One of the many joys of riding a bicycle is transportation. Whether going to the corner store for a couple things or going on an extended tour, you need to carry stuff. Although the simplest way is a pack on your back, there are many other options worth considering. Using bags mounted to the bike increases your capacity, lowers the center of gravity thus increasing stability, and does not get your back all sweaty.
If you are going to have one rack, start with one over the rear wheel. Rear racks are generally larger than front, and the bike will more stable with the weight in the rear.
Better quality racks will support more weight, be more adjustable, and often have an additional strut, which keep the panniers from contacting the spokes. Clarence between your heel and panniers is an issue with many road bikes, which have a shorter rear triangle than a traditional touring bike. To avoid this, choose a rack, which sits further back or can be adjusted backwards. Bikes with disc brakes pose problems when mounting racks, but many models easily accommodate these brakes. Some specialty features you may find on rear racks include a built in spring clamp, “U” lock storage, and multiple places to hook the bottom of the pannier.
Front racks generally come in high or low mount, although a few incorporate both. This refers to where the bags mount. If carrying a significant amount of weight in front, the low mount will provide more stability because the weight is lower. A small high mount rack, or a basket can be very handy to toss a couple things in on the way back from a store. Front racks and forks have some restrictions in mounting options.
On an extended bicycle tour with full camping equipment most people will use both front and rear bags and racks. You can find confusing advise on the ratio of weight front to back. Some recommend more in the back, some more in the front. My experience is that any set formula will not work well in all cases. Bicycle geometry and riding style can vary widely and both affect how a bike handles with a load. Spend some time experimenting with your load to find the optimum set up for you. The ratio of weight on each side is not as significant as one may assume.
Bags to mount on racks come in two general categories. Rack trunks mount on the top of a rack and are very handy for small loads, as in a day tour. Bags that hang on the sides of the racks are called panniers, sometimes referred to as saddlebags, but this is often confused with bags that mount under the saddle.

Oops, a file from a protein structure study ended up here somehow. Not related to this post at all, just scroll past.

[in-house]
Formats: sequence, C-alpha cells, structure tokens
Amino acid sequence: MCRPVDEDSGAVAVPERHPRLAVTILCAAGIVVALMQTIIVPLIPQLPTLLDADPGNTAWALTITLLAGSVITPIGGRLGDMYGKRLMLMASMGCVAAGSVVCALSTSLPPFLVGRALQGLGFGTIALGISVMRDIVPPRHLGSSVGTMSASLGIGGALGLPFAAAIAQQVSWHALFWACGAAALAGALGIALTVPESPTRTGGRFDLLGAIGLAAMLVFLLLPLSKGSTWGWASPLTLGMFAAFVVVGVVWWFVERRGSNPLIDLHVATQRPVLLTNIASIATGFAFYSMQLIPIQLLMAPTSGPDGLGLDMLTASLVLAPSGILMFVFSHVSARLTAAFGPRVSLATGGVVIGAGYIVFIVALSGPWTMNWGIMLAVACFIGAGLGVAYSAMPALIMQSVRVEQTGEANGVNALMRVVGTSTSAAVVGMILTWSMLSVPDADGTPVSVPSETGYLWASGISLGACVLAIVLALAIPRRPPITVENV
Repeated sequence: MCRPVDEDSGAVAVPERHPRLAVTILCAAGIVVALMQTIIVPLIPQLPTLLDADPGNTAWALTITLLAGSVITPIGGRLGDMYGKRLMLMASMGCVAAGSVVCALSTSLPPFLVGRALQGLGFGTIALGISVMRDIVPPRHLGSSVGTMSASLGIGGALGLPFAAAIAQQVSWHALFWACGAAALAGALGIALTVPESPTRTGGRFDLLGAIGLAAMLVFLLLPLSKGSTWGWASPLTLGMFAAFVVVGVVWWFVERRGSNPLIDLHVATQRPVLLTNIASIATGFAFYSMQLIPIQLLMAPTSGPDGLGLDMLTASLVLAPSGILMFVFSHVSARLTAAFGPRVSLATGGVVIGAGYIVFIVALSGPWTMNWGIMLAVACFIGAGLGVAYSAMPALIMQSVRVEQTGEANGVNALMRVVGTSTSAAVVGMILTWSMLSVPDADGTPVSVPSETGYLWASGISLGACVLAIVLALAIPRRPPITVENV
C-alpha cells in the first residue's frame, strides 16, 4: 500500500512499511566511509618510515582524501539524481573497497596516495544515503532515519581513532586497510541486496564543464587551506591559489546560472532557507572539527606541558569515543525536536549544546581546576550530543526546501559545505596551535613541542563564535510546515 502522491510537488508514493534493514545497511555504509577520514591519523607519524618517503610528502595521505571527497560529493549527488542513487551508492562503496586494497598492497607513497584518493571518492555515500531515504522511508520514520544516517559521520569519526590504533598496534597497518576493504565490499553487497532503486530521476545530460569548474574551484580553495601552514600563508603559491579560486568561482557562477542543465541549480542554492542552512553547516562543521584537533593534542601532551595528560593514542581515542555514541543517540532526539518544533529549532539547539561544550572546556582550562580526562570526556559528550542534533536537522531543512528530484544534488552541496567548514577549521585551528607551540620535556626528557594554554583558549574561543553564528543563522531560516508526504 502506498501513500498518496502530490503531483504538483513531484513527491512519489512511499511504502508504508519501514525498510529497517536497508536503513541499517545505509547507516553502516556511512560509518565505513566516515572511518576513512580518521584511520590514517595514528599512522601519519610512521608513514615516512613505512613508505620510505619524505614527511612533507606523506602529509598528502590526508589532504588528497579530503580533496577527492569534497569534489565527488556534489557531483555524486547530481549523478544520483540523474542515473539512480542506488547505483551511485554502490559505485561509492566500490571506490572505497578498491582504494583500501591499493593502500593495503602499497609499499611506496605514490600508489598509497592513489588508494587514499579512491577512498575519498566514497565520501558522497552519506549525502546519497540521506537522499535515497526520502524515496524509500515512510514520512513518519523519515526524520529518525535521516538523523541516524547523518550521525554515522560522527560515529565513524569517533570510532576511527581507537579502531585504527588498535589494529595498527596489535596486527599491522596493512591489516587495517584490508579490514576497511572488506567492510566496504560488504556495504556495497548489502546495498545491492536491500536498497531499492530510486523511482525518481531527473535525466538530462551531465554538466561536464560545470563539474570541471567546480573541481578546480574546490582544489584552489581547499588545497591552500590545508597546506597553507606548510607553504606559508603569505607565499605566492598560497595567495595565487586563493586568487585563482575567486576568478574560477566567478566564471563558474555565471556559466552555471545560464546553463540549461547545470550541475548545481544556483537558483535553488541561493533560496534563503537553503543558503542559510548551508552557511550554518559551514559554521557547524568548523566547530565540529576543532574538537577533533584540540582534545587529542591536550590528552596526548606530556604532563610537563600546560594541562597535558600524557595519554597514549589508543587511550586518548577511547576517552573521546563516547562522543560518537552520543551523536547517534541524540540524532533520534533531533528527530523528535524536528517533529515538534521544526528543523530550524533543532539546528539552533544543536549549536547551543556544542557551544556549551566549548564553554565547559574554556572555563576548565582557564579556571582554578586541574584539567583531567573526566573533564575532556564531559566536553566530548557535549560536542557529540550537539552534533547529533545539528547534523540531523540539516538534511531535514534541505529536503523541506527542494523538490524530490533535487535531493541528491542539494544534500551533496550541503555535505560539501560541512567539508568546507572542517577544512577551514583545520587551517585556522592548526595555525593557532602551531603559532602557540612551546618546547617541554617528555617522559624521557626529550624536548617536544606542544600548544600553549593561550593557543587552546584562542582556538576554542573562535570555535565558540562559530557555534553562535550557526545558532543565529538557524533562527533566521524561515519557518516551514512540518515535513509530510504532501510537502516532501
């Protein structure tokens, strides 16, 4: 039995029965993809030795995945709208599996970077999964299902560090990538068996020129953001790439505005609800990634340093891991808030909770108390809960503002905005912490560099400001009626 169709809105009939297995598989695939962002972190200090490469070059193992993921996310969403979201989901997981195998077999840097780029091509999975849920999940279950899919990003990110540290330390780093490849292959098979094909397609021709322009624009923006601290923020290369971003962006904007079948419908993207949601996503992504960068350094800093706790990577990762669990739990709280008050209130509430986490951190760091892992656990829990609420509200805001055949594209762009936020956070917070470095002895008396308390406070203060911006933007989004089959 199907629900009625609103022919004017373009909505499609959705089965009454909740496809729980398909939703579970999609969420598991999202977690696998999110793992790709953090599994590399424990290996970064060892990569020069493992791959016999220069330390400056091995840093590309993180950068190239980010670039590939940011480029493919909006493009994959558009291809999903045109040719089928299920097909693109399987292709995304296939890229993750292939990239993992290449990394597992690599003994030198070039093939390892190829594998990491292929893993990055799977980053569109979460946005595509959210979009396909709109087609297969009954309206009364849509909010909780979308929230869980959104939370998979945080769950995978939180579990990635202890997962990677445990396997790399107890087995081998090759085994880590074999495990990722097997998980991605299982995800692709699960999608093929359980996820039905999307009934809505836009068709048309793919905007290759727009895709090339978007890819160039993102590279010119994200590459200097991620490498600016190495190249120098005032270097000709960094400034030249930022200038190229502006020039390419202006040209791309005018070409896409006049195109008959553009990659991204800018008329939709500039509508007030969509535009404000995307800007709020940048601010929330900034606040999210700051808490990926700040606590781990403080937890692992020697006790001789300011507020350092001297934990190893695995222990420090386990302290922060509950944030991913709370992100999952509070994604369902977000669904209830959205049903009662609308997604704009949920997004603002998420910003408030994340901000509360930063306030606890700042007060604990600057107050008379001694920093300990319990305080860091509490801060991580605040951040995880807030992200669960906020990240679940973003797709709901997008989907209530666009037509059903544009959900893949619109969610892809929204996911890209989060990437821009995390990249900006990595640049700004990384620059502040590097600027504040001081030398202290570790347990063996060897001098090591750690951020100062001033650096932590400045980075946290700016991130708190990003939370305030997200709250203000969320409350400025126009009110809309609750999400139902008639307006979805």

Panniers come in a wide variety of sizes, qualities, colors, and features. Size is the easiest to evaluate. However, do not assume that bigger is always better. Human nature tends to use the space that is available. The less you carry, the easier the bike is to ride. For me, one of the joys of bike touring is the minimalist life style.
Panniers can use several different mounting systems and closure systems. Some are quick to remove whereas some are intended to stay on your rack. A feature, which I really appreciate, is a latching clip which keeps the pannier from bouncing off if you hit a big bump or clip it with your heel. Zippered closures, also referred to as panel loading are fast to close, but have finite capacity. They make it easier to get at something in the middle of bottom of your bag. Top loading panniers use a closure system similar to many backpacks with a roll over flap over the top. You can always squeeze in one more item in these.
Some panniers are waterproof. The advantage is obvious; however they prevent moisture transfer both ways. Sweaty clothes will not dry. One good idea for touring is to have one pair waterproof and one pair not.
Small pockets, both exterior and interior are very helpful to keep things organized. When I am on tour, I like to have rain gear and tools readily available on an exterior pocket.
There are many varieties of panniers designed for specific loads. At County Cycles we stock garment bag panniers, grocery panniers, and brief case panniers with more organizational pockets than you can imagine, including a lap top sleeve.
Wherever your ride, remember: you can take it with you!